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Jobs: Household Report is Way Below a Weak Headline Number


  by SchiffGold  0   2

The analysis below covers the Employment picture released on the first Friday of every month. While most of the attention goes to the headline number, it can be helpful to look at the details, revisions, and other reports to get a better gauge of what is really going on.

Current Trends

The BLS reported a gain of 175k jobs which was below expectations of about 200k. The Household Survey was high last month but came in way below the Headline report with only 25k jobs reported.

Figure: 1 Primary Report vs Household Survey – Monthly

Even with the blowout Household report last month, the Household report is coming in way below the Headline number. The chart below shows that this trend has been in place for a few years but has reached a new low this year at only 31.4% (see orange dots below). YTD the Household report has shown 308k jobs vs the Headline report of 982k.

Figure: 2 Primary Report vs Household Survey – Annual

The BLS also publishes the data behind their Birth/Death assumptions (formation of new business). In April, the BLS assumed 363k jobs added to their birth/death assumptions. This is the highest percentage of assumptions relative to the total raw job gains since December and the second highest in a year. This means almost half the job gains this month were due to the assumptions in the Birth/Death model.

Figure: 3 Primary Unadjusted Report With Birth Death Assumptions – Monthly

The annual view is even more divergent showing that raw jobs are -253k for the year. Without Birth/Death, that number drops to -625k because Birth/Death makes up with +372k.

Figure: 4 Primary Unadjusted Report With Birth Death Assumptions – Monthly

Digging Into the Report

The 175k jobs surprised to the downside with the unemployment rate also rising slightly to 3.9%.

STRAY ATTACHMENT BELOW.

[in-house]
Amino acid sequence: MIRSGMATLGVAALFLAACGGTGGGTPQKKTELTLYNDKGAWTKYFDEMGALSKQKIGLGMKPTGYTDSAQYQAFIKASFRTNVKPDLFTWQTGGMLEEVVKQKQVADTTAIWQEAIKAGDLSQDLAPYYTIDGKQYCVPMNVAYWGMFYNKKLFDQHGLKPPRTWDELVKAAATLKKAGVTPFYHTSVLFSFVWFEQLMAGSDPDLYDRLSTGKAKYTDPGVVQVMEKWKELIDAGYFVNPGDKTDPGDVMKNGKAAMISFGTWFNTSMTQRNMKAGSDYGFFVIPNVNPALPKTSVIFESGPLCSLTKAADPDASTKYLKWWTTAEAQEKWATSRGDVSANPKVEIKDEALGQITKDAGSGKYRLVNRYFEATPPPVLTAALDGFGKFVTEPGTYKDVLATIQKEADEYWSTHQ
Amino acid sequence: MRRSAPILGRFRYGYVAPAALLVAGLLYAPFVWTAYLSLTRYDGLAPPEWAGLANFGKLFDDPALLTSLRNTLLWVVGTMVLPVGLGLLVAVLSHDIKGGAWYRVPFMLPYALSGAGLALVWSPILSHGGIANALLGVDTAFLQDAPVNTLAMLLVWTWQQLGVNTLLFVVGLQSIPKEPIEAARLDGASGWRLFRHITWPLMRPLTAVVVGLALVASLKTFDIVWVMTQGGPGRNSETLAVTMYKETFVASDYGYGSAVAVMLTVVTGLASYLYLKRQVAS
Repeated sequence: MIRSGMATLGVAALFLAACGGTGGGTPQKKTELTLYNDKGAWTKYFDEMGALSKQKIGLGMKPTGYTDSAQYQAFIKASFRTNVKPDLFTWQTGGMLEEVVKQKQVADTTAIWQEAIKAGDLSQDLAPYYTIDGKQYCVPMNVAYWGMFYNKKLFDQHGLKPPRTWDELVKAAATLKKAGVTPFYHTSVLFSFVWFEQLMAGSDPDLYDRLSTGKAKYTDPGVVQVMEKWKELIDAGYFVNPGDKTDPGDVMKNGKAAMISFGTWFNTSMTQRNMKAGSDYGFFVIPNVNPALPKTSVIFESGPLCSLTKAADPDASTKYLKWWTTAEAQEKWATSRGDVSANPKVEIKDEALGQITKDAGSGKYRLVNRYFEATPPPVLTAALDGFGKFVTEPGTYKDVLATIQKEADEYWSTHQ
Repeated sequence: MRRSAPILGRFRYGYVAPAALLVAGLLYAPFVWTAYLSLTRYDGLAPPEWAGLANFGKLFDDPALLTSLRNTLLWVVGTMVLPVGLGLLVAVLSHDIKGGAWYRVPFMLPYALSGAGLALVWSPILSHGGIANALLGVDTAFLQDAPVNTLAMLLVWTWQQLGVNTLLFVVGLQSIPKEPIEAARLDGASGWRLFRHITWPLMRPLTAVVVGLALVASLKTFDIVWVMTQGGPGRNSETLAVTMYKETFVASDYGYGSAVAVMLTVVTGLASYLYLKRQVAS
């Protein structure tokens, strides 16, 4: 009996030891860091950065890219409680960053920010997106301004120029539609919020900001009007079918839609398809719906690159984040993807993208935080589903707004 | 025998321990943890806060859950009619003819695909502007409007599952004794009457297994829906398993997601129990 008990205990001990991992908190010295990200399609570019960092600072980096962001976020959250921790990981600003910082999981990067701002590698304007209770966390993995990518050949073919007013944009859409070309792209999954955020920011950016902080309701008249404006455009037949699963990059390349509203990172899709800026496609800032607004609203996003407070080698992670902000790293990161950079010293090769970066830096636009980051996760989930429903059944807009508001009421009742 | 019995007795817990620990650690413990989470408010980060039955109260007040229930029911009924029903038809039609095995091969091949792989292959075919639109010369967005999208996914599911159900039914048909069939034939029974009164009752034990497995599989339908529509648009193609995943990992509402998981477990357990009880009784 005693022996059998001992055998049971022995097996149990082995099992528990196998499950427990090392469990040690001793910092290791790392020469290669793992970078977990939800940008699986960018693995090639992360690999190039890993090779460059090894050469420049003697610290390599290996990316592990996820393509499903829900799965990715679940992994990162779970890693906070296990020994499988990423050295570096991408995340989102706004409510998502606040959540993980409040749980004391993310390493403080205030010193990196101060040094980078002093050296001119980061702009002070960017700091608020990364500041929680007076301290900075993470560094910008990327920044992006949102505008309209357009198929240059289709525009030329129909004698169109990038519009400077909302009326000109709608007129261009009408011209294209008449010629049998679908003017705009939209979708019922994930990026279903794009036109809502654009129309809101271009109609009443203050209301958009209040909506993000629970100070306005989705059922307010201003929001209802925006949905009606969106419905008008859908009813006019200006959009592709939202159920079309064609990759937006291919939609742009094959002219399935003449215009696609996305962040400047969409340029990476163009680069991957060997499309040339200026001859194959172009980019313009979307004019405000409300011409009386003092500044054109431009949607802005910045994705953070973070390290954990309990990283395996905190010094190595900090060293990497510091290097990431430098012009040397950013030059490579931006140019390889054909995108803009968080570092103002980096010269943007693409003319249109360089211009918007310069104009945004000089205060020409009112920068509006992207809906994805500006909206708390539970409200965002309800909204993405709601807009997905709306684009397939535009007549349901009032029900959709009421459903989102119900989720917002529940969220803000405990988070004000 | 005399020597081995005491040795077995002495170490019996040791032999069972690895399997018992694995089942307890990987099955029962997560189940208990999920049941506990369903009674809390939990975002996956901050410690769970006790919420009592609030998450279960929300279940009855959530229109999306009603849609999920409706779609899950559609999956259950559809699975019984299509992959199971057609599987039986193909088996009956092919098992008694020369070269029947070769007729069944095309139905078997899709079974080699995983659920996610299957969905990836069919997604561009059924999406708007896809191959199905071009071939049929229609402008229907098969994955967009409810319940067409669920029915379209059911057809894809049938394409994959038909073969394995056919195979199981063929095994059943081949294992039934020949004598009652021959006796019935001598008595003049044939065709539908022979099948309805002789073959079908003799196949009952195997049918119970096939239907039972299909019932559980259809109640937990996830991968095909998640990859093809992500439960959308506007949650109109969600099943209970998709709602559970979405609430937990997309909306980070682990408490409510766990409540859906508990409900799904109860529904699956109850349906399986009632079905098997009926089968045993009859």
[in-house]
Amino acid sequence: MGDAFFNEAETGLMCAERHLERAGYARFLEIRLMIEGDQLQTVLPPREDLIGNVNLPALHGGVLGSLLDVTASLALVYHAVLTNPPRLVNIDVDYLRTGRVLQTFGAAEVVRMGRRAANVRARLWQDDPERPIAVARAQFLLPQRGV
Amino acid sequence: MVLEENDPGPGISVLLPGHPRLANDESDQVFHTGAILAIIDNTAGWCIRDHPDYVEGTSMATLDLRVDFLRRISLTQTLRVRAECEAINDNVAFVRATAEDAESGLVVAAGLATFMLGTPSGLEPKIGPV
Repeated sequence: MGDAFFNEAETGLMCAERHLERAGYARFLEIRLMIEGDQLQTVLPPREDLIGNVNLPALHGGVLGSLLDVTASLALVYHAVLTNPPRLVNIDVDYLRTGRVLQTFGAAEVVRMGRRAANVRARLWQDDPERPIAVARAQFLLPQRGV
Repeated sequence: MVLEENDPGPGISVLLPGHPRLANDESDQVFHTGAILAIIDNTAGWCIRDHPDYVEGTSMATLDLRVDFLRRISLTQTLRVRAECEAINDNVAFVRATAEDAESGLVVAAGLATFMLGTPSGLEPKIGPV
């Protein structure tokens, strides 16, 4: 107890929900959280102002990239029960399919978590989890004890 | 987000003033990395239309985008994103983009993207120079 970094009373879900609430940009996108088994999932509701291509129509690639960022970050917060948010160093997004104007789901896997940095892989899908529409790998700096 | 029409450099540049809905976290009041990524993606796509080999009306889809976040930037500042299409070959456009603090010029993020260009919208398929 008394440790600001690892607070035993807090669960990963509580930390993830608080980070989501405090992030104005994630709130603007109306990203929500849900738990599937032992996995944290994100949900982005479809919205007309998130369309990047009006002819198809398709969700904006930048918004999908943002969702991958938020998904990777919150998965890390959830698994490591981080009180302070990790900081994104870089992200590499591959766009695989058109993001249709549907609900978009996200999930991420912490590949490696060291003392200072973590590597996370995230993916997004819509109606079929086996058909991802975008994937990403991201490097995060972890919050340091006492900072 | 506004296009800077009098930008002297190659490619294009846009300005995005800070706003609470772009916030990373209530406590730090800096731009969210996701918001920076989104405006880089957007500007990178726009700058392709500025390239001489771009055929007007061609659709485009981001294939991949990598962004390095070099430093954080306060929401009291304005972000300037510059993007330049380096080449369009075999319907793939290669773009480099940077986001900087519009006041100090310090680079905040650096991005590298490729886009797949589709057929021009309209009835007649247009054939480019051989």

Figure: 5 Change by sector

Another level of detail in the Household report shows full-time vs part-time job holders. While part-time had been leading the way for months, April saw a big reversal where part-time jobs were replaced by full-time jobs.

Figure: 6 Full Time vs Part Time

Jobs by Category

Several categories saw some big misses compared to recent averages. Only three categories were above the 12-month trend (Education, Trade, and Manufacturing).

Figure: 7 Current vs TTM

The table below shows a detailed breakdown of the numbers.

Figure: 8 Labor Market Detail

Revisions

Over the last three months, the data has been revised down by an average of 41.3k per month and 8.5k over 12 months. These are major revisions downward that go unnoticed by the mainstream. These downward revisions exist despite an upward revision for March.

Figure: 9 Revisions

Historical Perspective

The chart below shows data going back to 1955.

Figure: 10 Historical Labor Market

The labor force participation rate is still well below the highs before the Global Financial Crisis. This month it stayed steady at 62.7%.

Figure: 11 Labor Market Distribution

Conclusion

This jobs report was very weak. The Headline number fell short of expectations, there have been major revisions downward in recent months, much of the gains were based on Birth/Death assumptions, and the Household Survey showed a very big miss.

Data Source: https://fred.stlouisfed.org/series/PAYEMS and also series CIVPART

Data Updated: Monthly on first Friday of the month

Last Updated: Apr 2024

Interactive charts and graphs can always be found on the Exploring Finance dashboard: https://exploringfinance.shinyapps.io/USDebt/

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